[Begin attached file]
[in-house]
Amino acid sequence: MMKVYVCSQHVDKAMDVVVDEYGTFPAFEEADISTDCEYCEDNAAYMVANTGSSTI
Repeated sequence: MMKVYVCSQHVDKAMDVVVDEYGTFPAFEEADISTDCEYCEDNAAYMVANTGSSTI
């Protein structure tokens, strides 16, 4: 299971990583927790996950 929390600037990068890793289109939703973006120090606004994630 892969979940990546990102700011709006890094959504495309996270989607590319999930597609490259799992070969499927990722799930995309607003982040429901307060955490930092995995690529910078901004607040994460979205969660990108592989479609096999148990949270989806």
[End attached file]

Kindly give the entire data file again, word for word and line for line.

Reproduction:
[in-house]
Amino acid sequence: MMKVYVCSQHVDKAMDVVVDEYGTFPAFEEADISTDCEYCEDNAAYMVANTGSSTI
Repeated sequence: MMKVYVCSQHVDKAMDVVVDEYGTFPAFEEADISTDCEYCEDNAAYMVANTGSSTI
């Protein structure tokens, strides 16, 4: 299971990583927790996950 929390600037990068890793289109939703973006120090606004994630 892969979940990546990102700011709006890094959504495309996270989607590319999930597609490259799992070969499927990722799930995309607003982040429901307060955490930092995995690529910078901004607040994460979205969660990108592989479609096999148990949270989806």